Note that polygons that are coplanar would require a slightly different test in 3D(a 2D version where you take the normals of the edges of the polygons), but these are usually not very useful in 3D collision detection (you usually sweep at least one volume).

Hope I haven't confused things.

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And to find the point of contacts, it's a little bit more complicated. [grin]

Once you found the time of collision, and the direction of the collision, you can use the axis to find the 'footprint' of each shape along the collision path, the support features, which in 3D, could be a single vertex, an edge, or a convex face.

To do that first, you need to find out what the normal of collision is. This is not difficult, if instead of considering your collision intervals [t_enter, t_leave], you consider [(t_enter, n_enter), (t_leave, n_leave)], where n_enter and n_leave are the direction of the axis of projection.

As you reject and accept each pairs (in the min() and max() sorting test), you will have the normal of the features when entering the intersection state, and when exiting the intersection state.

In collision detection, only the enter time is useful (you don't really care when objects stop intersecting, only when they start intersecting).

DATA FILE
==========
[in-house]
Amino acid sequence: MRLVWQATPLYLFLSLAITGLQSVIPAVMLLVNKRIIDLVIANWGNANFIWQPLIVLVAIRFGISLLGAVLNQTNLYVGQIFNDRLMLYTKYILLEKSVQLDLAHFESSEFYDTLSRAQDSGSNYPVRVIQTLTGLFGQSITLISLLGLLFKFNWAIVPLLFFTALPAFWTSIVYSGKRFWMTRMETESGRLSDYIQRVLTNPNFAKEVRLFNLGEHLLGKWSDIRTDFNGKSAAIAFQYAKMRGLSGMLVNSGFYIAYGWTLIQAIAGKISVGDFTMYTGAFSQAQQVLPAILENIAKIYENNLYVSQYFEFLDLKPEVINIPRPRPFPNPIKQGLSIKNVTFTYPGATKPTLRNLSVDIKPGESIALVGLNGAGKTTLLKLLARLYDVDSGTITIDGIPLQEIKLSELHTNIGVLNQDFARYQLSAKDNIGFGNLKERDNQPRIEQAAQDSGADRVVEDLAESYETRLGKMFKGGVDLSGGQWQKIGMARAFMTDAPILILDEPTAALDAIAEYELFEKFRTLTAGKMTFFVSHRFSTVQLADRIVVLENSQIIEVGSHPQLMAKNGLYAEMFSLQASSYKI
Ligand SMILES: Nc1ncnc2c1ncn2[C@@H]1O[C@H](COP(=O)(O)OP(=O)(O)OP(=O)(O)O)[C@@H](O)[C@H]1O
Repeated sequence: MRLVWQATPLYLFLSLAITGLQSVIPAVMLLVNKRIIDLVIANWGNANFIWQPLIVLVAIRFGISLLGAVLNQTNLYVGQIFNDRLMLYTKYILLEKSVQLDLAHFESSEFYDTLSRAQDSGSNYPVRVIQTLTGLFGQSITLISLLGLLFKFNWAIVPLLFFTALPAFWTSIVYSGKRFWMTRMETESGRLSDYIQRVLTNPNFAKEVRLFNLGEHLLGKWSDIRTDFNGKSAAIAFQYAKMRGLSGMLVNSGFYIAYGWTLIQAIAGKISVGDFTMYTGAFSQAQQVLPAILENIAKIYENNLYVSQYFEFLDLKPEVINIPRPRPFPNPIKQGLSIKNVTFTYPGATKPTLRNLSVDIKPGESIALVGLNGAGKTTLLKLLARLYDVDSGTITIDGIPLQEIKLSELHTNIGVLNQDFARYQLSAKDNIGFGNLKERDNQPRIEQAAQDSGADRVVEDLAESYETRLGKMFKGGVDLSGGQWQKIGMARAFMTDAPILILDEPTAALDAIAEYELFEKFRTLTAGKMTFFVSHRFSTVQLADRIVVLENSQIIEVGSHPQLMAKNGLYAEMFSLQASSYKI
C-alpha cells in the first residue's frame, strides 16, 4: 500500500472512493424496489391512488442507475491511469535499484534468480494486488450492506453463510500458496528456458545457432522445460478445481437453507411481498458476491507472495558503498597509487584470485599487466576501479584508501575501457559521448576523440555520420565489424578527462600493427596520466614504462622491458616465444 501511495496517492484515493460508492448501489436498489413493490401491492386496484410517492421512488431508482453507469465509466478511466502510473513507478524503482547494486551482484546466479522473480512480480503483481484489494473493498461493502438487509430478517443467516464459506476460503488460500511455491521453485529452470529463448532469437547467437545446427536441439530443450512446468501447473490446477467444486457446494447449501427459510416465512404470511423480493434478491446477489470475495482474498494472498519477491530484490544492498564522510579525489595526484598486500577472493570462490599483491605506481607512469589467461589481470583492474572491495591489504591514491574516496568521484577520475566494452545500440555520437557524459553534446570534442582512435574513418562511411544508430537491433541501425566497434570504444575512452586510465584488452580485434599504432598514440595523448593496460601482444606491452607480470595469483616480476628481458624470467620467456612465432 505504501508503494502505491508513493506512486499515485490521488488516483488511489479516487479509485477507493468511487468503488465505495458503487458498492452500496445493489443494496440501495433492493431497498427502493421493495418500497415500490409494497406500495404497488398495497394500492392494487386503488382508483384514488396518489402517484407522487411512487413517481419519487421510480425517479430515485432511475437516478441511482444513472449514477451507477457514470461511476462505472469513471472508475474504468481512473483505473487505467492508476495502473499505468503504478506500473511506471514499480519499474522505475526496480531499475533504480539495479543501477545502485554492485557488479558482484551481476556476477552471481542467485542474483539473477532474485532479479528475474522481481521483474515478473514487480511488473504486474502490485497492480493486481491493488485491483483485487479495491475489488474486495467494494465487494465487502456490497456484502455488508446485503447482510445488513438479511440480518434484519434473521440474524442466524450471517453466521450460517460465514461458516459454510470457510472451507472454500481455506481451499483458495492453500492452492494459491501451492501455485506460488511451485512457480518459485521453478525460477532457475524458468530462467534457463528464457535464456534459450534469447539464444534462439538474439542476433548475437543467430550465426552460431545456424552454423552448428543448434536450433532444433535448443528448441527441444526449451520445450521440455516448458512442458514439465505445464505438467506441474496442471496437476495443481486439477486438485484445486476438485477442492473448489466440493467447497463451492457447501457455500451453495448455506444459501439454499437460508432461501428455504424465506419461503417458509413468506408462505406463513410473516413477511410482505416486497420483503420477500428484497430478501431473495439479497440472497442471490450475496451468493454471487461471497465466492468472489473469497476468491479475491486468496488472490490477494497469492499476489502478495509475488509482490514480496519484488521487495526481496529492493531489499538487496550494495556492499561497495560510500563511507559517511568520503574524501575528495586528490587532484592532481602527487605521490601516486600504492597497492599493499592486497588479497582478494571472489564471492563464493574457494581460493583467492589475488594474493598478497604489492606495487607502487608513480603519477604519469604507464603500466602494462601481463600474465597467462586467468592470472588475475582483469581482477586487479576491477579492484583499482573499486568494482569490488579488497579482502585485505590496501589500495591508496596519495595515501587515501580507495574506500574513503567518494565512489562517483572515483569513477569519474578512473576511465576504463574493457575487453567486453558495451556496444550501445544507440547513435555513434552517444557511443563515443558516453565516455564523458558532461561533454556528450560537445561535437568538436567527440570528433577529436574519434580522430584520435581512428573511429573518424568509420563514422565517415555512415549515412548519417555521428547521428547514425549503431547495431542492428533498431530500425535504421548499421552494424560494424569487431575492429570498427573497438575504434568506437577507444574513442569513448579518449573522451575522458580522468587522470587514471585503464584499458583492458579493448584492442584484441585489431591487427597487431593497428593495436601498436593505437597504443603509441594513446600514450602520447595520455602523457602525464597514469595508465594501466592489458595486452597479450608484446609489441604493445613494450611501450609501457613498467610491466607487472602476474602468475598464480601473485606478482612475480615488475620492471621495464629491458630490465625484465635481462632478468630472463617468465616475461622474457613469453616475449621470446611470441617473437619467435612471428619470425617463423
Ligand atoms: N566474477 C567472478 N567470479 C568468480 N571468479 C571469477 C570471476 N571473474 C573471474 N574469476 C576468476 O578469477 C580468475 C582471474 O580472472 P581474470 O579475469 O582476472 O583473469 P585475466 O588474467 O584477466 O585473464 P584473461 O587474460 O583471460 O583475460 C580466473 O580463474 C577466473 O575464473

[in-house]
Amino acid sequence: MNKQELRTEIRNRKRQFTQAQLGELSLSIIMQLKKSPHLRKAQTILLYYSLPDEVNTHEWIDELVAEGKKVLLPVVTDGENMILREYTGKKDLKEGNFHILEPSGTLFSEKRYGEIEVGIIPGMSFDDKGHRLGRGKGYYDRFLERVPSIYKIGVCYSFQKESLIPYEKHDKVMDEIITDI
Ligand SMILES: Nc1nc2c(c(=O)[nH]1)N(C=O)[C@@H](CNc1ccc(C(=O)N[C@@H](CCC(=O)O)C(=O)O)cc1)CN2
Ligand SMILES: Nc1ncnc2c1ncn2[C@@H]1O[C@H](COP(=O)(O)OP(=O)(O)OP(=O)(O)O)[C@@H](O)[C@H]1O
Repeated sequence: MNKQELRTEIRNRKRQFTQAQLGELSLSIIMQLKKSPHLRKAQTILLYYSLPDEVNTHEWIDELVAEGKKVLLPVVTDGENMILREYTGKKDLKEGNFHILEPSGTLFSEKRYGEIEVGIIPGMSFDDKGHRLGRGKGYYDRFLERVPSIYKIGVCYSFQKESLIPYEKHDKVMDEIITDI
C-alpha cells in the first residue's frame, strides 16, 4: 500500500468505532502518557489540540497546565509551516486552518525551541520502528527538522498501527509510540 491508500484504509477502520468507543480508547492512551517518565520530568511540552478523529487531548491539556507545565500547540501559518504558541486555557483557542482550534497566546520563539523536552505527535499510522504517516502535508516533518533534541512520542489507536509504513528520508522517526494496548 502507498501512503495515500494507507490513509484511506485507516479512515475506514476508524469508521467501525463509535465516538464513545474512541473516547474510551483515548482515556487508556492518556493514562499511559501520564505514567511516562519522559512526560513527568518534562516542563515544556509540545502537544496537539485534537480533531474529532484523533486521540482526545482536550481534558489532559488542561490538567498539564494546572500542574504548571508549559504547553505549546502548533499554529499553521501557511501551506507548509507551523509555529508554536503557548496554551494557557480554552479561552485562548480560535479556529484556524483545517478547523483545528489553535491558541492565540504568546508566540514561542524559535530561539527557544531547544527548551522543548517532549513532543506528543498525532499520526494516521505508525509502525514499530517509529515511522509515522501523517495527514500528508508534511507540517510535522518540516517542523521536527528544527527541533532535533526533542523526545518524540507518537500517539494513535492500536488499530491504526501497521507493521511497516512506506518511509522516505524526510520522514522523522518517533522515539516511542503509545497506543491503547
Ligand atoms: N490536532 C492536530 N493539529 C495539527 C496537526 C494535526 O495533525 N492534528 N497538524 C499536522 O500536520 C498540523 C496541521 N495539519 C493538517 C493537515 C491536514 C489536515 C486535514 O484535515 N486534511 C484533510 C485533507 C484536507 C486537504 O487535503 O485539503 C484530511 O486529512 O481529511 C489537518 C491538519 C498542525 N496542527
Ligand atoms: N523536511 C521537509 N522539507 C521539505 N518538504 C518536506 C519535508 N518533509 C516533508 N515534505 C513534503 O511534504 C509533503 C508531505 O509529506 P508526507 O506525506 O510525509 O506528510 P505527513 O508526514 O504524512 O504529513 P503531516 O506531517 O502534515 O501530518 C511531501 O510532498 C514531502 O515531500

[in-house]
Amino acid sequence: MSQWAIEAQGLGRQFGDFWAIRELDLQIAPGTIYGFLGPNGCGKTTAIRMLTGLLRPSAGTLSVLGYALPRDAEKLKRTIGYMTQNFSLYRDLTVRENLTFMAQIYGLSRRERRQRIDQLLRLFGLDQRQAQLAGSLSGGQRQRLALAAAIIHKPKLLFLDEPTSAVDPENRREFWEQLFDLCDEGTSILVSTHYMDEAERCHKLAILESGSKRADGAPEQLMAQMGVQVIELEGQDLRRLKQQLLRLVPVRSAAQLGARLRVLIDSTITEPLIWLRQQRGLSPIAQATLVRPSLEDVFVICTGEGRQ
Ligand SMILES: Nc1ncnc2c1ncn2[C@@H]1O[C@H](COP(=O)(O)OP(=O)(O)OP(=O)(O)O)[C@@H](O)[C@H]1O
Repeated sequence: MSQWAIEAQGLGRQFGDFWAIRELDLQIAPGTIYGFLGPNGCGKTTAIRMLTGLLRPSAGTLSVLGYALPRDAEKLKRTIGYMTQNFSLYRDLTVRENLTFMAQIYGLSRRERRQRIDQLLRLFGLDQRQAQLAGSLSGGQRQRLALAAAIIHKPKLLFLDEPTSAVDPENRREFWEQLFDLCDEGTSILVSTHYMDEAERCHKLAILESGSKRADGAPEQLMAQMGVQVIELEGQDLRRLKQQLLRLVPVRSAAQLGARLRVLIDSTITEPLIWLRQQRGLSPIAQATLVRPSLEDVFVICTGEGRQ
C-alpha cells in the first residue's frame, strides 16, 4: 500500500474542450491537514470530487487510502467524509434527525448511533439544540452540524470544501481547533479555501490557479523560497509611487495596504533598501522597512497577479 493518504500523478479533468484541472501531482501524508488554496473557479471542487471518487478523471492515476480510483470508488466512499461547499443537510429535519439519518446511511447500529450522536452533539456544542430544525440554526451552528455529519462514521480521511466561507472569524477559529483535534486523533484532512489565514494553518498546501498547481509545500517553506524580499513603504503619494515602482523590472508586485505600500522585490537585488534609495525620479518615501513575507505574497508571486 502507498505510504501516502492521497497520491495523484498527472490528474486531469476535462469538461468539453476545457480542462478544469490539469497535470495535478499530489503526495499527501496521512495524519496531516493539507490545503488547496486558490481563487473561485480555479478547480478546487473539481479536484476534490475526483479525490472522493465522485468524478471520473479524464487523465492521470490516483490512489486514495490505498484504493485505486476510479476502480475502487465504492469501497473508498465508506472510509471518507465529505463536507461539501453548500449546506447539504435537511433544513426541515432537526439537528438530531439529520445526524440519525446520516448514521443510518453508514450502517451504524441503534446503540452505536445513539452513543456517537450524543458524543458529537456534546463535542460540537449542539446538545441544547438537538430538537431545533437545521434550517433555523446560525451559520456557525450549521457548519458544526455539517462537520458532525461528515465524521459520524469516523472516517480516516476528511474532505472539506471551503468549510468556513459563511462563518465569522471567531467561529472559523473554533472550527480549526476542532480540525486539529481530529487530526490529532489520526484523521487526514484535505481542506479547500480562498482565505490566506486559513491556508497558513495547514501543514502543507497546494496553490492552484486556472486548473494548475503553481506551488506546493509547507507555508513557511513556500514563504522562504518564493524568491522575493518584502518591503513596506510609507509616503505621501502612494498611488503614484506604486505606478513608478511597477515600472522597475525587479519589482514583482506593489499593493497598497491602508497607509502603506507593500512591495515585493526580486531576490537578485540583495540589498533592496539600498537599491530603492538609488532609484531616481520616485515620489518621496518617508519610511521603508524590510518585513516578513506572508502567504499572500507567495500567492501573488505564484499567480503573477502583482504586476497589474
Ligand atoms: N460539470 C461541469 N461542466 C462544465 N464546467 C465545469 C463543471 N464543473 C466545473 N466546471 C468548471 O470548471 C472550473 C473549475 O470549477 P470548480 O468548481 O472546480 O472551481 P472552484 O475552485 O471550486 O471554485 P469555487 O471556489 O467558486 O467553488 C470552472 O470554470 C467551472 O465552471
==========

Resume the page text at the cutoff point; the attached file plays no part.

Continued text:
The footprint of each objects at the start of the intersection is basically the set of vertices that are either the 'farthest' along the normal of collision, of the 'nearest'. If you consider a box sitting on a table, the feature of the box would be the face at the bottom, the feature of the table would be the top surface of the table.

Once you have the two features that are colliding, you will get one of these potential cases.


The other case are not likely (vertex-vertex, vertex-edge, ...), due to the way the SAT works, but you can consider them for completion.

Vertex-face and face-vertex are the simplest and most common. The contact point is simply the vertex itself.

edge-edge is a bit trickier to compute, but it is basically the point where the edges are touching.

the face-edge case is a bit more tricky. But if you look down on the face and see the edge, the solution is obvious. You just need to clip the edge with the sides of the face (which will be convex, so the clipping is very easy).

the face-face case is a bit more complicated, but not much. Looking down the two faces (they will have colinear normals and be coplanar at the time of collision), you can see that the resulting contact points can be found by clipping one face with the other face.

this is in fact relatively easy to compute, especially since your faces are both convex.

All that should give you the time of collision, as well as the contact points. You can also consider intersections, in the collision detection sense, using the SAT and finding the MTD.